Some theorize Judas was an extremist Zealot

To many, the betrayal committed by Judas in the Gospels is baffling. With practically no background information on the man, it's hard to understand why a seemingly devoted follower of Jesus — surely, you don't become one of the 12 disciples without displaying some real dedication — would turn around and give it all up for a monetary reward. To that end, speculation about Judas' political affiliations has sprung up, lending more motivation to this mysterious man and his actions. Some academics have even suggested that he was a member of the independence-minded Zealot movement, though this theory has proven to be controversial.

If Judas was a Zealot, he certainly would have been more embroiled in the political realm than we may have suspected. The Zealots were a political group that operated in 1st-century Jewish communities and which agitated for Jewish independence and violent reprisal against Roman colonizers. Zealots were even known to fight back against Jewish people who cooperated with the polytheistic Romans. They occasionally revolted against the Romans and some of the most intense members of the group, the dagger-wielding Sicarii (which some have linked to the Iscariot part of Judas' name), were said to have taken out political assassinations.

Judas was the disciples' treasurer

Both John 12:6 and John 13:29 mention that Judas was in charge of the disciples' money, but the earlier verse goes even further than simply stating that Judas carried the bag full of common funds. Instead, John 12:6 claims that Judas took the opportunity to skim off the top, taking some of the money for himself when it was meant to support the group or provide help to the poor. Later in the story, as in Matthew 26:14-15, Judas is seen bargaining with the priestly leaders in the Jewish community to betray Jesus for 30 pieces of silver. This points to a possible interest in more money and a motivation for his treachery.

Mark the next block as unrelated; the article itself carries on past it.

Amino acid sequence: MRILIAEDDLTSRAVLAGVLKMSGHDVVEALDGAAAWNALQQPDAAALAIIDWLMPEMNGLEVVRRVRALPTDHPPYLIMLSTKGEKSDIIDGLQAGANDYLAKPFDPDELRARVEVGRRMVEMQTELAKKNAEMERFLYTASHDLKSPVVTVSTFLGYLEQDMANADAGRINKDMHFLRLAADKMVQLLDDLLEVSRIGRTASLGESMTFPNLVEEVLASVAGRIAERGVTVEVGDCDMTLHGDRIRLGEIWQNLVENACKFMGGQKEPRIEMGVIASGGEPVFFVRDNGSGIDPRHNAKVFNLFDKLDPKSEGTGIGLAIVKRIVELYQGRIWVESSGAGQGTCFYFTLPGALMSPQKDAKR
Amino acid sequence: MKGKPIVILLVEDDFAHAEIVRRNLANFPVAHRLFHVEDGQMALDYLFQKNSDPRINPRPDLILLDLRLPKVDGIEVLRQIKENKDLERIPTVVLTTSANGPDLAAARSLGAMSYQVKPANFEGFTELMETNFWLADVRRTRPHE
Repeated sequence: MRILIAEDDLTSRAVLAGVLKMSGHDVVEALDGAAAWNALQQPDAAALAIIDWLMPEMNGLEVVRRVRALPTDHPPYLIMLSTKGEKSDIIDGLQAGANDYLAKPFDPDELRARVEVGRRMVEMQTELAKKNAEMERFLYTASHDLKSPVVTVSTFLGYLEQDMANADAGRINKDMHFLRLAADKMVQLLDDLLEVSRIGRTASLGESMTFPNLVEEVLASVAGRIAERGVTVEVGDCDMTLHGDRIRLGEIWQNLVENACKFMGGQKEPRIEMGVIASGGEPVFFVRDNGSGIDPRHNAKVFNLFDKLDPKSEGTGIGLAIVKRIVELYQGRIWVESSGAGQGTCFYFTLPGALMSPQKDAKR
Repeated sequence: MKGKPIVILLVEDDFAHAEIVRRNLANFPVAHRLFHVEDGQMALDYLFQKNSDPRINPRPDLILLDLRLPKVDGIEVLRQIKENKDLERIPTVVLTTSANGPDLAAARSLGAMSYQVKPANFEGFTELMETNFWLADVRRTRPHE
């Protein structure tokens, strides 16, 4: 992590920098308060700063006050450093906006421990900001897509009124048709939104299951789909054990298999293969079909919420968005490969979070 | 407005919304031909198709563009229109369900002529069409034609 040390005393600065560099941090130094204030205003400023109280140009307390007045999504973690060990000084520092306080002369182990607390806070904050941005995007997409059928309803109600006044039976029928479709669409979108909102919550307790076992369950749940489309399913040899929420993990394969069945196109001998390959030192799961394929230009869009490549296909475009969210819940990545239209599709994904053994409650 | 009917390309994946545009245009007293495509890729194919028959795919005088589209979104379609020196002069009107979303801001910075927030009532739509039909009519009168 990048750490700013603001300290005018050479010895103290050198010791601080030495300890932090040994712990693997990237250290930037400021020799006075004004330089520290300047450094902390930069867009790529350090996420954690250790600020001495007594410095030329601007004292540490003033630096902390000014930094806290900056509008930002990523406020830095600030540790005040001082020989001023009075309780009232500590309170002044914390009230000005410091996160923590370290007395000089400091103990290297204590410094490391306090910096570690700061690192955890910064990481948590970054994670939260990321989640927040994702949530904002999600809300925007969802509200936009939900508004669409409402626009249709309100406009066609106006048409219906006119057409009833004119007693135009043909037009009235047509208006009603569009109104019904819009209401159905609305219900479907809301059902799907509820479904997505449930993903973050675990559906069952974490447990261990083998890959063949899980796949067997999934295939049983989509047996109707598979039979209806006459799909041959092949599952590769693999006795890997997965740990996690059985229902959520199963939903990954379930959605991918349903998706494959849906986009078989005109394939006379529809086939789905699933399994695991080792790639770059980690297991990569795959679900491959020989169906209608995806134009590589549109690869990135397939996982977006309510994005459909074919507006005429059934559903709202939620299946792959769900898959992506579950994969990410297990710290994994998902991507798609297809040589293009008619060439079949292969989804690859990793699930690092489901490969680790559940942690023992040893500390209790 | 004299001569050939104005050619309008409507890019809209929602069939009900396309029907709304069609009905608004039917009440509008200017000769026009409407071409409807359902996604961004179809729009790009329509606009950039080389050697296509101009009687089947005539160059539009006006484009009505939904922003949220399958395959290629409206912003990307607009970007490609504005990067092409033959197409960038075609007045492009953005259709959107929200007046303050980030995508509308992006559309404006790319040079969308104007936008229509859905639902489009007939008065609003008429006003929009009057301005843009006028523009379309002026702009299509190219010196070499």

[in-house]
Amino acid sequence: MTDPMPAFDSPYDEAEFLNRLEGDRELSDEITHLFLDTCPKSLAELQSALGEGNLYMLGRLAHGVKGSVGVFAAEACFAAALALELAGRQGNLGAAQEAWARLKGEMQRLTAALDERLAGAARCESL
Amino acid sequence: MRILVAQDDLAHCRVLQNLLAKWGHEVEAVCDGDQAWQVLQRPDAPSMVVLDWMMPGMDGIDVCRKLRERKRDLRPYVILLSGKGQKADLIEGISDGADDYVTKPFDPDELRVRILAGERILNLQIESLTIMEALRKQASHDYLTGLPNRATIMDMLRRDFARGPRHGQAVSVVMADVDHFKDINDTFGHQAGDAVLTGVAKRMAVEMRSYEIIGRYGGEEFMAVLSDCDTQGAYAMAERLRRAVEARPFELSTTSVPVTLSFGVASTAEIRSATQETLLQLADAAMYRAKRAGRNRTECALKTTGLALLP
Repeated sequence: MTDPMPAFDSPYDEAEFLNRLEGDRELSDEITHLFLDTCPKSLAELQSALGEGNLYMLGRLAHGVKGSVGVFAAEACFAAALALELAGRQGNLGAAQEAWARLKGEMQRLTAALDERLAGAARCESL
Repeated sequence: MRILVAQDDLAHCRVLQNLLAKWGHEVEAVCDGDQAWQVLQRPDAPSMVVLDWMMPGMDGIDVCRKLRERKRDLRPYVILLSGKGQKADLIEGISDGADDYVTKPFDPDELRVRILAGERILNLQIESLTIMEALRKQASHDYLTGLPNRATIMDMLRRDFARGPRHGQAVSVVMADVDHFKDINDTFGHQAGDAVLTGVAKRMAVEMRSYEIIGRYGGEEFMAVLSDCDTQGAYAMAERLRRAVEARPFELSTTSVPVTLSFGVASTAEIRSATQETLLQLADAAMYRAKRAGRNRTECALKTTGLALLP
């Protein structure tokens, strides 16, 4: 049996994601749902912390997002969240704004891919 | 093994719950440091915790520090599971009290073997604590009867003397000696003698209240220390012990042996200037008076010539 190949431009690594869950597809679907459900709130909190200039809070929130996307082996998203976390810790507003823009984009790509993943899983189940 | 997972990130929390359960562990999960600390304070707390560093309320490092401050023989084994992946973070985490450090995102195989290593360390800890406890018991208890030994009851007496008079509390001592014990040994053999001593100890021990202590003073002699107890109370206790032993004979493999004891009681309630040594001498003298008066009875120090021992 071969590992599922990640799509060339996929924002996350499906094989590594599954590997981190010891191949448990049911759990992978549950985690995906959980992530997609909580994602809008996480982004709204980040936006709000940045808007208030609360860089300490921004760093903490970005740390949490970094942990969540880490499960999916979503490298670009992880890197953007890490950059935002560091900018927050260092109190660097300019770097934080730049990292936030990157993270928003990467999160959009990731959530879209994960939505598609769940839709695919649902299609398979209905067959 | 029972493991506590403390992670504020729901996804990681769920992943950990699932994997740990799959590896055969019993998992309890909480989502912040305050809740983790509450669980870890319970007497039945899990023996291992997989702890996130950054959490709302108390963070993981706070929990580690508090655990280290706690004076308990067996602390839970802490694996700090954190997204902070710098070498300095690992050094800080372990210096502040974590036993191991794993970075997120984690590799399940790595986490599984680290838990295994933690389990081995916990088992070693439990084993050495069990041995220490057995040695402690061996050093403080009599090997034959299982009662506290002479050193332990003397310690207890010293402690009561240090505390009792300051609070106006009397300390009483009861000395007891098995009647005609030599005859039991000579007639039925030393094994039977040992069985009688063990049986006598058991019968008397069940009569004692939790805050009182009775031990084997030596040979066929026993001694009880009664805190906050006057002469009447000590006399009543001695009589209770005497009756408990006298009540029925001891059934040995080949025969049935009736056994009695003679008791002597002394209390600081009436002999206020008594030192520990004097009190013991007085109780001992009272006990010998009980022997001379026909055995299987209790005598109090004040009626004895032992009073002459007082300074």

Whether or not financial interests were really behind Judas' betrayal in the Gospels, it is clear that money was a vital part of Jesus' ministry. Though it's all but certain that Jesus and the disciples were operating on a tight budget (not to mention that Jesus was generally very skeptical of accruing too much wealth and not handing it out to the poor), they still needed some money to survive. That might have come from begging, along with funding provided by more financially stable supporters, such as Joanna, the wife of a royal steward. Yet, however the money may have arrived in the disciples' common purse, it would hardly have been considered okay for Judas to sneak a bit for himself instead of sharing as he was supposed to.

Judas' betrayal was a surprise to the other disciples

When it comes to Judas, both Jesus and the reader of the Gospels have foreknowledge of all his misdeeds — the very first mention of Judas in Mark 3:19 plainly states that Judas is going to betray Jesus. Yet, Judas' fellow disciples were caught unawares.

Take John's version of the Last Supper. In John 13:21-30, Jesus tells the assembled group of his followers, "Verily, verily, I say unto you, that one of you shall betray me." The disciples proceed to look around at each other and then, flummoxed, ask Jesus who it is. Even after Jesus baldly demonstrates that it's Judas, they remain confused. When Jesus tells turns to Judas and says, "That thou doest, do quickly," they believe he is telling Judas to take the group's money bag and hustle out to buy supplies or help out the poor. Other Gospel retellings of the Last Supper likewise point to Judas as the villain, though less overtly and always with shock from the gathered disciples.

It's not as if the disciples were necessarily bad judges of character. For instance, in Mark 6:7, Jesus calls up the 12 disciples — which would have included Judas — and "began to send them forth by two and two; and gave them power over unclean spirits." From the perspective of the disciples, there's little reason to believe that Judas would be given such weighty spiritual responsibilities if he wasn't a stand-up guy.

His motivations are surprisingly murky